For a game in the “turn your zero-star, rat-infested craphole into a gleaming bastion of gourmet food” genre, Cook, Serve, Delicious! certainly crams in a lot. Apart from cooking, you have to wash dishes, clean toilets, and accurately describe robbers holding you up—all while your customers are still ordering from you. It’s enough to melt your brain, really.
CSD has a simple premise, but forces you to make split-second decisions and prioritize. Each food is prepared using a minigame of typing the right keys in the right order. Different dishes require different preparation and cook times—chicken, say, must be tenderized precisely six times—so ordering and time management is crucial. There’s also a tradeoff between how difficult a dish is to make, and how much it is worth, so slacking off isn’t always the best plan.
But what sets CSD apart are the decisions you make when the restaurant’s doors are closed. Buzz—your restaurant’s popularity—is the driving force in determining your success, and is a wonderfully fun mechanic. It’s influenced by your menu and actions, and affects how many orders you’ll have, and therefore how much money you’ll make. Too many fatty foods on the menu, for example, will lower the popularity of your restaurant because hey, apparently nobody wants to live on corn dogs and beer. Conversely, having a restaurant with healthy dishes and a perfect hygiene record will increase popularity and sales. Consequently, buzz manipulation is a helpful strategy for perfect streaks.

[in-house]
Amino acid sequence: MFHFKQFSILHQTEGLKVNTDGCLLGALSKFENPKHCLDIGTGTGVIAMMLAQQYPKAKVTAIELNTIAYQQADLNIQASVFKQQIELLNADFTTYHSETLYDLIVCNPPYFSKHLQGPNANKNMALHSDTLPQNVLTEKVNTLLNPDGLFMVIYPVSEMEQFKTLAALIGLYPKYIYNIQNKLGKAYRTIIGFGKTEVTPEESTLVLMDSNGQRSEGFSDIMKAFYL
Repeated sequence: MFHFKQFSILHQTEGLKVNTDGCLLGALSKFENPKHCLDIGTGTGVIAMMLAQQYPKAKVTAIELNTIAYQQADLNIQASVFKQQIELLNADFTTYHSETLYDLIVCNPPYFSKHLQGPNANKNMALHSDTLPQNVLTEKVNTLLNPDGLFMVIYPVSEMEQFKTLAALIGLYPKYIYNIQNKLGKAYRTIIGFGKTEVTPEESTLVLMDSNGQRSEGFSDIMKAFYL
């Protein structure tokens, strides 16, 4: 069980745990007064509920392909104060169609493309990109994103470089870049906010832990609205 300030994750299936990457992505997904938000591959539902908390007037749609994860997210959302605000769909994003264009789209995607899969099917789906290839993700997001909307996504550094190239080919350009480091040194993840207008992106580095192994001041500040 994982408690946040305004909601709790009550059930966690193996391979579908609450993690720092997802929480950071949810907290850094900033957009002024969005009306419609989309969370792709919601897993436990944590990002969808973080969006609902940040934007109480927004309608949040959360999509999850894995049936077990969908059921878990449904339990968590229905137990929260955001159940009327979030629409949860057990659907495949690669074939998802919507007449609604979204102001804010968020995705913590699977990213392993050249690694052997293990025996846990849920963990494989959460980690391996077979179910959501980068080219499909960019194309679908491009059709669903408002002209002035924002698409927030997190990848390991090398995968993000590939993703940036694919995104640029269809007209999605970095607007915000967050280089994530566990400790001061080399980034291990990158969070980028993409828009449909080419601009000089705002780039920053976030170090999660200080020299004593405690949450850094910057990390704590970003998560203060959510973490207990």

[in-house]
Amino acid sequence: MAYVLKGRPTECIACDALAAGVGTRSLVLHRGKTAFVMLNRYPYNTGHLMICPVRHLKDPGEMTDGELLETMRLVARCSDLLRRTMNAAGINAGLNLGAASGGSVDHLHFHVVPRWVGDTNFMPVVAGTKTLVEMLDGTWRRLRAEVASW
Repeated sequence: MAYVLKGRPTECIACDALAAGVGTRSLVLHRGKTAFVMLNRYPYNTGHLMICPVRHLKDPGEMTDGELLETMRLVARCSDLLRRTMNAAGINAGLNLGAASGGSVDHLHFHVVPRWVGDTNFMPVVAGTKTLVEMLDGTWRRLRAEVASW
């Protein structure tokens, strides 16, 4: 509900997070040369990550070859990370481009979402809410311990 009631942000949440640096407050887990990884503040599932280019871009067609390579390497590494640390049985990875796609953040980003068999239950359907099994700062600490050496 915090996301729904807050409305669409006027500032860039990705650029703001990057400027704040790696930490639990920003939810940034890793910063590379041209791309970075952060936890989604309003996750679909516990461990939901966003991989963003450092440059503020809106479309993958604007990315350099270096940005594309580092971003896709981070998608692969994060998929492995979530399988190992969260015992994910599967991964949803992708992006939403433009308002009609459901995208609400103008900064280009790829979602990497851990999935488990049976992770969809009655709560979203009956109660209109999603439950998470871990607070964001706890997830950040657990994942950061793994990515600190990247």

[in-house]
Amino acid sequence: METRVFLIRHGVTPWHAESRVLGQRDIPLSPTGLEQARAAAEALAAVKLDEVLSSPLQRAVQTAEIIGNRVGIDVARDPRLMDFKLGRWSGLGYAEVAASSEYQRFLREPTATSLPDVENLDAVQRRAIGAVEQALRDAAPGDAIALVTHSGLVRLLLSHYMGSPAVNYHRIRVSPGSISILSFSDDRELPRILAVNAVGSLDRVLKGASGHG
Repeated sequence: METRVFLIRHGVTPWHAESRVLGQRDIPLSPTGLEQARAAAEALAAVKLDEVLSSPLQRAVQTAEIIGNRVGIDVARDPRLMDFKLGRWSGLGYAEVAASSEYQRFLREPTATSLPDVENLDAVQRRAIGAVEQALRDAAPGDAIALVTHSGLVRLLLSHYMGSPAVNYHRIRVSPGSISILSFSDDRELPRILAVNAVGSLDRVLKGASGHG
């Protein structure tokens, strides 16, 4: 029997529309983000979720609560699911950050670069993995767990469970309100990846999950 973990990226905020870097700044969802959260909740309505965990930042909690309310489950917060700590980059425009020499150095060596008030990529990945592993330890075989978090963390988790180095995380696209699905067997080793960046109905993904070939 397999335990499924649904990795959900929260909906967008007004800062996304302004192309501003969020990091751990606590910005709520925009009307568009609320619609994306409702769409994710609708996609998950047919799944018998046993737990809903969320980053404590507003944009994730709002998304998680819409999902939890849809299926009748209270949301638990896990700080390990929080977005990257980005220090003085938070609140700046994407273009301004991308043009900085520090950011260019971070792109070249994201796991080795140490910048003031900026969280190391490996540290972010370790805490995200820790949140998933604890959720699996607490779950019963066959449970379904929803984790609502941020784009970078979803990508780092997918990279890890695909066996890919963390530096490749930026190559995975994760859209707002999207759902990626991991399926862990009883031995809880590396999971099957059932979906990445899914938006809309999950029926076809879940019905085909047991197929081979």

As with any restaurant sim, there’s some repetition, and grinding becomes predictable. CSD counters it well with randomized daily challenges, such as bets and catering events. The pace and soundtrack also vary by the time of day, although given how long CSD is—each restaurant star requires twenty game-days of work—this does wear out its welcome. However, it’s worth sticking to, as each level offers new recipes, perks and challenges, and it’s really pleasing to see how you improve.
Ultimately, Cook, Serve, Delicious! is one of the best-rounded restaurant sims available. There’s so much the game throws at you, and the additional challenges make it engaging and surprisingly satisfying.
Joseph Angus is a video game reviewer. He spends his days writing reviews for games that he thinks people will enjoy playing. When he’s not working, Joe enjoys reading and watching movies with his friends and family.